• Villancicos, Coplas, Romances, Canción de cuna (nursery songs), religious music
• Trovadores
• Introduction of String Instruments—Vihuela, Tiple, bordonúa,

African Legacy
Non-homogeneous culture. The music is used to signify specific events.
• Ladinos, Bozales, Maroons, freed slaves (as per the Real Cedula de 1664)
• Bomba (by regions)—sicá, yubá, holandé, and many others

The Beginning of a New Expression late 18th century
• Música de capilla (Kapellmeister)/classical
• Classical
• Music education
• Choral music early 19th century +

Music as identified as Puerto Rican (Criollo and African traditions and others)
• La Danza—concert and dance in full bloom mid 19th century
• Bandas—military and municipal
• Plena
• The Spanish Zarzuela becomes ever-more popular

• Plena–The urban phenomena 20th century (first part)
• Manuel Jiménez “El Canario”, Mon Rivera
• Héctor “Tito” Matos and Viento de Agua, Pleneros de la 21 21st Century

Music Post-U.S. Invasion
• Protestant traditions (polyphonic)
• The internationalization of Puerto Rican musical artists:
• Antonio Paoli, Jesús Maria Sanromá, Pablo Elvira, Justino Díaz, Ana María Martínez

The Puerto Rican Song 1930’s +
• Development of recorded popular music
• “bellonera”
• Rafael Hernández, Pedro Flores, Sylvia Rexach, Tite Curet Alonso (particularly known for his complex Salsa compositions), Daniel Santos, Felipe Rodríguez, Myrta Silva

Dance Band/Orchestra Music 1930’s & 40’s
• big band and dance hall music
• recordings of Plena as a popular genre
• the resurgence of Pan American/Caribbean exchange
• the US influence

¬Choral Music in Education 1930’s +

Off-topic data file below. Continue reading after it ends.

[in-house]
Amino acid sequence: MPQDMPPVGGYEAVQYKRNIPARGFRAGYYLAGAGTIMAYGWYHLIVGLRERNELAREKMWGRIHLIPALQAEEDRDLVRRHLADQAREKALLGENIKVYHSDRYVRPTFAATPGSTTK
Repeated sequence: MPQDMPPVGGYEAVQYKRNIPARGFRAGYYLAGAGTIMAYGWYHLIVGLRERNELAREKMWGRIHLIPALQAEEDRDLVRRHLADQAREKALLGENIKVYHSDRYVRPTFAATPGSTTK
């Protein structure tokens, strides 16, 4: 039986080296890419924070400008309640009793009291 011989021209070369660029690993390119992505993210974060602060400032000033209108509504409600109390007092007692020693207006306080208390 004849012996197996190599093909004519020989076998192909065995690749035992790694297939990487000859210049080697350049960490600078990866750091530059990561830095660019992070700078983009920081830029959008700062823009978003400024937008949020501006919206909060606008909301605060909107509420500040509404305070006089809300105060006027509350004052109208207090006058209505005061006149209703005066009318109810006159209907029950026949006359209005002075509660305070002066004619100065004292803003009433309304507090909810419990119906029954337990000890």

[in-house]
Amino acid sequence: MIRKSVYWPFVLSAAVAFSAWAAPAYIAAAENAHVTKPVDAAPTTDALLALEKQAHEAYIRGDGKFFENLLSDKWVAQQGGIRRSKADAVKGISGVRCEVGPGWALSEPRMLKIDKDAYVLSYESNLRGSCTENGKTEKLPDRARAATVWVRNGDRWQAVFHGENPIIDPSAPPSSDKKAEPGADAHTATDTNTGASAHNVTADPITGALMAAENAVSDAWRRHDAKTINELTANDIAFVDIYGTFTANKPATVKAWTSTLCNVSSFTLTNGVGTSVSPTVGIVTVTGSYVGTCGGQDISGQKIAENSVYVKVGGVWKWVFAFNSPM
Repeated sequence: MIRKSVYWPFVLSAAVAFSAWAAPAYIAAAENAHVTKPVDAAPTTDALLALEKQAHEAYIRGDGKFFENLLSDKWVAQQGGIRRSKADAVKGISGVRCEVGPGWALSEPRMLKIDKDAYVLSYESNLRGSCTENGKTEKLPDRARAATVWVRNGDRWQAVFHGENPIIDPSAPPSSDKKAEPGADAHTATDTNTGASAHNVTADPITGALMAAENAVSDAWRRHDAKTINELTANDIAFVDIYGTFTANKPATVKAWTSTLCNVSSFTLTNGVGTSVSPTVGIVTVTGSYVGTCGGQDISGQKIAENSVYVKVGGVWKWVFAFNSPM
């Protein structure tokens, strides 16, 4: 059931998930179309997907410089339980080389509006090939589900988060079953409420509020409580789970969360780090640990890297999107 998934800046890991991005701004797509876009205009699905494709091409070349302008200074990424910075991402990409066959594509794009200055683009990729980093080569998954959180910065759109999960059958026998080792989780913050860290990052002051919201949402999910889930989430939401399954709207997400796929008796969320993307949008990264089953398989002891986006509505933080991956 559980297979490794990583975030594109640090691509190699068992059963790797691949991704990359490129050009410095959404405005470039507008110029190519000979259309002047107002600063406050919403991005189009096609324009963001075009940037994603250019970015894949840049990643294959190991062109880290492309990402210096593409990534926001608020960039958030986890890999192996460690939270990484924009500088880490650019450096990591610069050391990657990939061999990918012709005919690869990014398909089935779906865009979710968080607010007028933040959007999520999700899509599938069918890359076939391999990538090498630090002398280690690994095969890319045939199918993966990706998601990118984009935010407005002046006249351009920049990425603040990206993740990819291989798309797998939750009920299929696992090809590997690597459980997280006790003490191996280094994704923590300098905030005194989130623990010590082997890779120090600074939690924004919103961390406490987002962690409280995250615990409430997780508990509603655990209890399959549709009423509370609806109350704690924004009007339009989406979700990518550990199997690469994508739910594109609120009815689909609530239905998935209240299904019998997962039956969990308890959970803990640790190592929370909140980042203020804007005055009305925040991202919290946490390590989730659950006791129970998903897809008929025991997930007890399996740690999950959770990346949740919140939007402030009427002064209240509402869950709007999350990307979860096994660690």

• Bartolomé Bover, Augusto Rodríguez, Pablo Fernández Badillo
• University of Puerto Rico Chorus, InterAmerican University Chorus, Conservatory of Music of Puerto Rico Chorus
• San Juan Children’s Chorus
• Dr. Luis Olivieri and the choral music movement

The Puerto Rican National School of Music/Classical 1950’s + 2000 +
• Héctor Campos Parsi, Amaury Veray, Luis Antonio Ramírez, Rafael Aponte Ledée, Roberto Sierra, Raymond Torres Santos, Ernesto Cordero, Esther Alejandro
• The emergence of local classical ensembles and organizations
a) Familia Figueroa
b) Pro Arte Musical (founded in 1932)

Operation Serenity and the Arts and Cultural Institutions 1950’s +
• The creation of a cultural nation
• Festival Casals
• Puerto Rico Symphony Orchestra
• Conservatory of Music of Puerto Rico
• Escuela Libre de Música
• The further internationalization of local artists, composers, recordings

Salsa 1960’s +
• The emergence of Salsa (Afro-Cuban, New York, Puerto Rico, international)
• Afro-Cuban Rhythms
• The New York musicians (Cuban, African Americans, Puerto Ricans)
• Clave (the driving beat: 2-3, 3-2)
• Most popular musicians/creators:
o César Concepción, Tito Rodríguez, Joe Valle, Cortijo y su Combo, Ismael Rivera
o Fania All Stars: Jerry Masucci, Johnny Pacheco, Larry Harlow
Willie Colón, Papo Lucca and the Sonora Ponceña, El Gran Combo –Rafael Ithier
o The Dominican Merengue Phenomena

Pop Music, T.V., recording artists (the youth movement) late 1960’s
o The Cuban entrance to the cultural life
o Papo Román, Lucecita, Chucho Avellanet, Lissette, Alfred D. Herger, Danny Rivera
o El Club del clan; La nueva ola

La nueva trova (The New Song) 1970’s +
• Emergency of the Pan Latin-American Music Genre
• Elements of Música Jíbara/Típica
• Roy Brown and the Protest Song, Haciendo Punto en Otro Son, José Nogueras, Antonio Cabán Vale

Spanish and Puerto Rican Ballads and Rock 1970/80’s +
• Spanish singers/composers influence on pop music artists, film, recordings
• Raphael and Manuel Alejandro, Camilo Sesto
• The singer as auteur

Reguetón, Puerto Rican Hip Hop, Puerto Rican Rap late 1980/90’s +
• Emergency of a new genre, Cultura Poética
• The Panamanian Influence
• Vico C, Don Omar, Daddy Yankee, others
Tego Calderón, Héctor “el father”, Big Pun, Fat Joe, Ivy Queen

Salsa Evangélica (Evangelist Music) 1990’s

Fusion, Jazz, and World Music 20th/21st Centuries
• Juan Tizol, Miguel Zenón, William Cepeda, David Sánchez, Eddie Palmieri, Ray Barreto (also Salsa), Eddie Gómez, Eddie Bobé

(No named genre) 2000 +
• Calle 13
• Bad Bunny